COLUMN: North Carolina is breaking hearts
When compared to other wealthy countries, our life expectancy ranks 35th in the world, and falling. And among all 50 states, our life expectancy ranks 37th. Why is that?
When I was still working as an administrator in pediatrics, I would often pass through waiting rooms full of mothers holding crying children who had a birth defect. With proper care during pregnancy, much of this damage was preventable. These memories still break my heart.
A key tool that prevents these birth defects is health insurance.
As my dad used to say, “All behavior has consequences — good behavior, good consequences; bad behavior, bad consequences”.
When people talk about health care in America, they often use the words “health care system.” There is no such thing. There are actually two very different “systems.” The first is the “health insurance system” (that is supposed to pay for medical care), and the second is the “health care delivery system” (the ambulances, hospitals, doctors and nurses who treat patients). It is important to be clear about this when discussing health care in America.
North Carolina is limited by a health insurance environment that is so bad that we rank 41st of all 50 states for the percentage of insured residents.
It does not need to be this way. Under current federal law, all states can expand Medicaid — largely paid for by the federal government. North Carolina is one of only 12 states that has not seized that opportunity.
More than 1 million North Carolinians have no health insurance — about 1 out of 10 of our neighbors. Overwhelmingly, they are poor. When you are poor and uninsured, minor illness becomes major because the patient does not have the ability to go to a doctor. They get sicker and wind up at a hospital — which does not get paid. Then some percentage of those sick people lose either physical capability or mental sharpness, become less employable and wind up needing welfare or other forms of public support. Taxes go up.
I am a fiscal conservative. I am often surprised by people who do not know the difference between an expense and an investment. Spend $20 on flowers for your front yard, and it is an expense. Invest $20 to insulate your electric water heater, and you get a reduction in energy expense of about $20 annually. You earned 100% annual return on your investment for life.
When a state adopts Medicaid expansion, 90% of the cost is paid for by the federal government. Some people argue that their state cannot afford the cost of their 10% portion. Many reliable studies have found the adopting states earn positive rates of return on their 10% investment due to the cost-saving impact of preventive care or early treatment, reductions in state spending for unemployment benefits, mental health care, and a decline in enrollment in taxpayer supported programs like supplemental Social Security.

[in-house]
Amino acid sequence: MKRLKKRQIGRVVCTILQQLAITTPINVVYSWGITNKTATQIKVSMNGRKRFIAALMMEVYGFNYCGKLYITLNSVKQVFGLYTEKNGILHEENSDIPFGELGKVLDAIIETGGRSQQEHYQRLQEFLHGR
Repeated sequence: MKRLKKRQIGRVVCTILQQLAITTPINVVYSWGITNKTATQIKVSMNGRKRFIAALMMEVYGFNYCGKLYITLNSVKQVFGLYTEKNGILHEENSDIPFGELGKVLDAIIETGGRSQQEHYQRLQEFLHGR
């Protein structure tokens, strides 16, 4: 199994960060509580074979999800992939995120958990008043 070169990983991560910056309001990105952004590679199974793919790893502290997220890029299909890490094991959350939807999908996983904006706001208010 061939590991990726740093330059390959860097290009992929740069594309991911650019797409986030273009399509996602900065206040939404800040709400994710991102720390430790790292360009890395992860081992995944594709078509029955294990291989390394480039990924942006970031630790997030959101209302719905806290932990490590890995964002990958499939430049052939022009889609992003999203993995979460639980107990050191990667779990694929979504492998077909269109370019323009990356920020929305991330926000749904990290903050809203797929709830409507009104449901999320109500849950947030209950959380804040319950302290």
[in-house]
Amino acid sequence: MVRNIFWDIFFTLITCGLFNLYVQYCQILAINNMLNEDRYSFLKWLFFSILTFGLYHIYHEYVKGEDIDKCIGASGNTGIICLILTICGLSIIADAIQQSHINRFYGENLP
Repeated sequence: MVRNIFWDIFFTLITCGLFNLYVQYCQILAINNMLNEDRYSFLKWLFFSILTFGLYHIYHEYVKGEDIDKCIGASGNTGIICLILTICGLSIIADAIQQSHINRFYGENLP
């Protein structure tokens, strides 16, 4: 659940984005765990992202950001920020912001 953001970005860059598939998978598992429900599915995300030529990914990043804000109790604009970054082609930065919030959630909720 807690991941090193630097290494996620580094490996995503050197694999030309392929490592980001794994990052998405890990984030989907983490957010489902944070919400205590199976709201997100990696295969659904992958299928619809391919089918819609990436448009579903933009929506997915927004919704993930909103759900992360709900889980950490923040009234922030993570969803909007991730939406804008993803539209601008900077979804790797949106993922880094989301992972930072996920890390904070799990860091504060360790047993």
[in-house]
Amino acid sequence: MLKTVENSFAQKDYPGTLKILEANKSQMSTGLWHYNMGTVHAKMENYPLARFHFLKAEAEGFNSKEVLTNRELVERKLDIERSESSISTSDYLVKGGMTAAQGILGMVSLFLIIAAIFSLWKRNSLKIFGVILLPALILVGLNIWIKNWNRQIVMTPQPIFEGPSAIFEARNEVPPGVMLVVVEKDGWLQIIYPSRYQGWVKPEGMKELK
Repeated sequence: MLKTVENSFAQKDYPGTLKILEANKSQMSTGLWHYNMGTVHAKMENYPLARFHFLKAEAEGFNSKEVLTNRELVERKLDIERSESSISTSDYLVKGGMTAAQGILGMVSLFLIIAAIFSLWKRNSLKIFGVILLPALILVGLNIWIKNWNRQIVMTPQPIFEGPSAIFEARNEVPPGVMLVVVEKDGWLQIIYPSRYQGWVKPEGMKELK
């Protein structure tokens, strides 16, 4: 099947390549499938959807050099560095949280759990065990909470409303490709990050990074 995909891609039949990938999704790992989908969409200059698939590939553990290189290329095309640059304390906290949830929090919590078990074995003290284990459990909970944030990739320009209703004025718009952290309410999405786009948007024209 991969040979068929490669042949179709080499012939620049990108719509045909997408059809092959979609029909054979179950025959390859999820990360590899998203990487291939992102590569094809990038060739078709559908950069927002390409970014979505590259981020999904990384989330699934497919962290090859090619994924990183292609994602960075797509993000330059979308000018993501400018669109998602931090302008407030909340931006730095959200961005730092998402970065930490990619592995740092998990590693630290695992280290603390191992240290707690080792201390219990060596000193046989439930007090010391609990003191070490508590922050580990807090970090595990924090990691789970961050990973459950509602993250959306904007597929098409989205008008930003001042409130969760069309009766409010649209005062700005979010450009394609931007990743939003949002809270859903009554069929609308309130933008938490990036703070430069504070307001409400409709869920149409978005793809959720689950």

One of the best reviews of a state’s return on investment in Medicaid expansion was done by the Kaiser Family Foundation, which reviewed over 1,000 separate studies. They found that in those states that adopted Medicaid expansion, total employment grew 1.3%, more than those states that did not adopt. For example, Colorado experienced 31,074 additional jobs as a result of adoption, and a growth in health care employment of 3.2%. The employment of handicapped workers went up because the employer did not have to pay their health insurance.
In North Carolina, health care providers provide about $1 billion a year in “uncompensated care” because people without insurance cannot pay for it. Insuring patients through the Medicaid expansion would pay a significant chunk of that “uncompensated care,” which would allow health care providers to survive in low-income counties.
Since this Medicaid expansion opportunity became available, three-quarters of all rural hospitals that have closed in America have been in the 12 states that rejected it.
From a patient’s point of view, after the program was adopted by most states in the union, deaths among older adults who gained insurance were reduced (depending on the state) between one-third and two-thirds of prior rates. The percentage of pregnant women covered by insurance doubled. States that have expanded Medicaid saw a 50% greater reduction in infant mortality than non-expansion states.
As a state, what values do we hold that block our adopting a program that improves the quality of life of the least fortunate among us, lowers private insurance rates, pays a positive financial rate of return, helps hospitals survive and protects children? North Carolina is breaking my heart.
Francis Koster lives in Kannapolis. His advanced degrees focused on the health and economic impacts of threats to the basic life support systems of air, water, food and fuel. He finished his paid career as chief innovation officer at one of the nation’s largest pediatric health care systems. You can see the sources of all facts cited in this article at his website, www.theoptimisticfuturist.org.